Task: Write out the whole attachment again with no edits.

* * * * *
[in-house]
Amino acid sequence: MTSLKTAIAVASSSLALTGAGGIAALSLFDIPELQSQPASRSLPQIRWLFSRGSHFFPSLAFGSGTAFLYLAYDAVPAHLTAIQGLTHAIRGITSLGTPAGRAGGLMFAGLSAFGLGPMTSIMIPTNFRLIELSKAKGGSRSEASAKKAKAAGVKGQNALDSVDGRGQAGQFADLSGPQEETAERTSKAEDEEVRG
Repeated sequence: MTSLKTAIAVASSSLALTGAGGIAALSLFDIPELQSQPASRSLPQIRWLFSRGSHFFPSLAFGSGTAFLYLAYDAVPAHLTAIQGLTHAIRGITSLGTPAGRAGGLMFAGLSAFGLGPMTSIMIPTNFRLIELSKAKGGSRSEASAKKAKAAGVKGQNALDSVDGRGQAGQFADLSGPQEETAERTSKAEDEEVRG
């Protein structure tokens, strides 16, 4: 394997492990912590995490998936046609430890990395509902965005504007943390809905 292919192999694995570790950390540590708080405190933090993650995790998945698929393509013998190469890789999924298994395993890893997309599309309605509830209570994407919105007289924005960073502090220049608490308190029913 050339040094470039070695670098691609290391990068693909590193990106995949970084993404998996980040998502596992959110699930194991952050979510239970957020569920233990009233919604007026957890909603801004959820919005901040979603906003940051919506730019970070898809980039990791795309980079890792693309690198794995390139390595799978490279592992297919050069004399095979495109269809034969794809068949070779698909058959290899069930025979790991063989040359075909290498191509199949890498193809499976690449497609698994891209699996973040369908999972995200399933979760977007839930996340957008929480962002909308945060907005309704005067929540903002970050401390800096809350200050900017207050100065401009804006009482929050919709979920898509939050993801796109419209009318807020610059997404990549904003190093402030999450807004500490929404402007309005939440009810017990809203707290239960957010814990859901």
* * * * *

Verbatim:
[in-house]
Amino acid sequence: MTSLKTAIAVASSSLALTGAGGIAALSLFDIPELQSQPASRSLPQIRWLFSRGSHFFPSLAFGSGTAFLYLAYDAVPAHLTAIQGLTHAIRGITSLGTPAGRAGGLMFAGLSAFGLGPMTSIMIPTNFRLIELSKAKGGSRSEASAKKAKAAGVKGQNALDSVDGRGQAGQFADLSGPQEETAERTSKAEDEEVRG
Repeated sequence: MTSLKTAIAVASSSLALTGAGGIAALSLFDIPELQSQPASRSLPQIRWLFSRGSHFFPSLAFGSGTAFLYLAYDAVPAHLTAIQGLTHAIRGITSLGTPAGRAGGLMFAGLSAFGLGPMTSIMIPTNFRLIELSKAKGGSRSEASAKKAKAAGVKGQNALDSVDGRGQAGQFADLSGPQEETAERTSKAEDEEVRG
């Protein structure tokens, strides 16, 4: 394997492990912590995490998936046609430890990395509902965005504007943390809905 292919192999694995570790950390540590708080405190933090993650995790998945698929393509013998190469890789999924298994395993890893997309599309309605509830209570994407919105007289924005960073502090220049608490308190029913 050339040094470039070695670098691609290391990068693909590193990106995949970084993404998996980040998502596992959110699930194991952050979510239970957020569920233990009233919604007026957890909603801004959820919005901040979603906003940051919506730019970070898809980039990791795309980079890792693309690198794995390139390595799978490279592992297919050069004399095979495109269809034969794809068949070779698909058959290899069930025979790991063989040359075909290498191509199949890498193809499976690449497609698994891209699996973040369908999972995200399933979760977007839930996340957008929480962002909308945060907005309704005067929540903002970050401390800096809350200050900017207050100065401009804006009482929050919709979920898509939050993801796109419209009318807020610059997404990549904003190093402030999450807004500490929404402007309005939440009810017990809203707290239960957010814990859901």